As the light diminishes daily and temperatures drop deciduous trees and shrubs are triggered into action to cope with winter. They know that with low light levels, shorter exposure to light and the possibility of freezing soils preventing their roots functioning properly it is going to be increasingly difficult to produce food using the green chlorophyll in their leaves to harness sunlight and carbon dioxide to manufacture it. Therefore, they get rid of the green chlorophyll pigment because it is no longer useful. As a result, other pigments in the leaves such as carotenoids and anthocyanins begin to show demonstrating colours in varying shades of yellow, orange, red and brown before they fall off the tree.
The leaves of the Bramble (Rubus fructicosus) or Dris in Irish are worth examining closely. It produces a wide spectrum of colours in its autumn leaves ranging from deep red to vibrant yellows (1a:1b;1c).
The different species of Maple (Acer spp.) or Mailp in Irish also exhibit vibrant and eye-catching colours now (2a; 2b).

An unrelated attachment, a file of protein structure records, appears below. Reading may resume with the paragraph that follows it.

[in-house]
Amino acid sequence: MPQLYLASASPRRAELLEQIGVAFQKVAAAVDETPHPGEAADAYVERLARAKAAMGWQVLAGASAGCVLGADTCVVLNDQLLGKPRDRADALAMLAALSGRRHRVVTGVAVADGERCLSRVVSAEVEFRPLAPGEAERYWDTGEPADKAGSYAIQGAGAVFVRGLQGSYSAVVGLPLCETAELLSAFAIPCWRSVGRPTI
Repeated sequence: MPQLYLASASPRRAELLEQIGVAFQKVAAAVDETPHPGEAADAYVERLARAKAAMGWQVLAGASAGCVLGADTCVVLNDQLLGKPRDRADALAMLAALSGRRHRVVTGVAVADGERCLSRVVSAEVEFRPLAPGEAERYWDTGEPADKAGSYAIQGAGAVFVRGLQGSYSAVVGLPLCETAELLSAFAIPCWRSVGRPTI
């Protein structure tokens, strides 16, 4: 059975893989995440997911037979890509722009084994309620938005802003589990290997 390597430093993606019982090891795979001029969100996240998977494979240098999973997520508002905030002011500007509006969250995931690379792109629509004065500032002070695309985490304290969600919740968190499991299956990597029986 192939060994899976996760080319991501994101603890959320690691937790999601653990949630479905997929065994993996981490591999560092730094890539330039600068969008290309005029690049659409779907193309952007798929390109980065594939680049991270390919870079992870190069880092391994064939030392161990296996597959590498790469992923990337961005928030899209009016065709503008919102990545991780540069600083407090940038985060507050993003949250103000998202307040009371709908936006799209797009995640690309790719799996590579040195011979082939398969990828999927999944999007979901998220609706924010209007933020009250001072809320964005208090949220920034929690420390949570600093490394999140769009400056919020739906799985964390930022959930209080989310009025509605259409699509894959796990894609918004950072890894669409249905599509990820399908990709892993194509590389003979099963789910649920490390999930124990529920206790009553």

The leaves of Guelder rose (Viburnum opulus) or Caor chon in Irish turn to orange and red with clusters of deep red berries hanging from its boughs to complement the overall loveliness of its leaves (3).
The leaves of the Sessile Oak (Quercus petraea) or Dair ghaelach in Irish and those of the English oak (Quercus robur) or Dair ghallda in Irish change from yellow to brown (4).
The leaves of Beech (Fagus sylvatica) or Feá in Irish change to a reddish-brown colour (5).
Black blotches from the tar spot fungus appear on the leaves of the Sycamore (Acer pseudoplatanus) before they turn brown and fall off. This fungus does no harm to the trees (6).
Finally, two non-native climbers display the most stunning displays of all autumn colour. The Boston ivy (Parthenocissus tricuspidate) with its three-lobed leaves and Virginia creeper ((Parthenocissus quinquefolia) with its five lobed leaves are in full brilliance in their red and purple coats now (7a: 7b).